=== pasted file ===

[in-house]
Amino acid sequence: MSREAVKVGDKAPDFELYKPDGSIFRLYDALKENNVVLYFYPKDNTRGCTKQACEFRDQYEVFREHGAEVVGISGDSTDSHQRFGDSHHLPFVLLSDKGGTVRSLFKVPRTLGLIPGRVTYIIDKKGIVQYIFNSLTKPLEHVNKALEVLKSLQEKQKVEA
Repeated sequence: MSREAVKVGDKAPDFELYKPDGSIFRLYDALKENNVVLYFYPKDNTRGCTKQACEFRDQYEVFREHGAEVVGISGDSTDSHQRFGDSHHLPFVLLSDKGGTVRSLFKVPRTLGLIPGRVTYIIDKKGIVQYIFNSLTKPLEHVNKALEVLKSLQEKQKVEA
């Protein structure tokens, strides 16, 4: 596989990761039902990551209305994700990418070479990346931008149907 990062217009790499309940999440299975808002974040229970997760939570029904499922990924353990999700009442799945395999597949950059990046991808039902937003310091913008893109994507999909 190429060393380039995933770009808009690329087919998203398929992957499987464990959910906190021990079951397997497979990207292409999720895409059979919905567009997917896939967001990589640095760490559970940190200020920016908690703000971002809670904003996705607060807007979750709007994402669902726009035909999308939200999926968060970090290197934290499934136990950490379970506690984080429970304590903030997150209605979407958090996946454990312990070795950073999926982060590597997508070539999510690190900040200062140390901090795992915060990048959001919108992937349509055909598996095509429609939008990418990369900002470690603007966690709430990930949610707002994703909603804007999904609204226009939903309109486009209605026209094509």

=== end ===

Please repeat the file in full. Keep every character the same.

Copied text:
[in-house]
Amino acid sequence: MSREAVKVGDKAPDFELYKPDGSIFRLYDALKENNVVLYFYPKDNTRGCTKQACEFRDQYEVFREHGAEVVGISGDSTDSHQRFGDSHHLPFVLLSDKGGTVRSLFKVPRTLGLIPGRVTYIIDKKGIVQYIFNSLTKPLEHVNKALEVLKSLQEKQKVEA
Repeated sequence: MSREAVKVGDKAPDFELYKPDGSIFRLYDALKENNVVLYFYPKDNTRGCTKQACEFRDQYEVFREHGAEVVGISGDSTDSHQRFGDSHHLPFVLLSDKGGTVRSLFKVPRTLGLIPGRVTYIIDKKGIVQYIFNSLTKPLEHVNKALEVLKSLQEKQKVEA
């Protein structure tokens, strides 16, 4: 596989990761039902990551209305994700990418070479990346931008149907 990062217009790499309940999440299975808002974040229970997760939570029904499922990924353990999700009442799945395999597949950059990046991808039902937003310091913008893109994507999909 190429060393380039995933770009808009690329087919998203398929992957499987464990959910906190021990079951397997497979990207292409999720895409059979919905567009997917896939967001990589640095760490559970940190200020920016908690703000971002809670904003996705607060807007979750709007994402669902726009035909999308939200999926968060970090290197934290499934136990950490379970506690984080429970304590903030997150209605979407958090996946454990312990070795950073999926982060590597997508070539999510690190900040200062140390901090795992915060990048959001919108992937349509055909598996095509429609939008990418990369900002470690603007966690709430990930949610707002994703909603804007999904609204226009939903309109486009209605026209094509």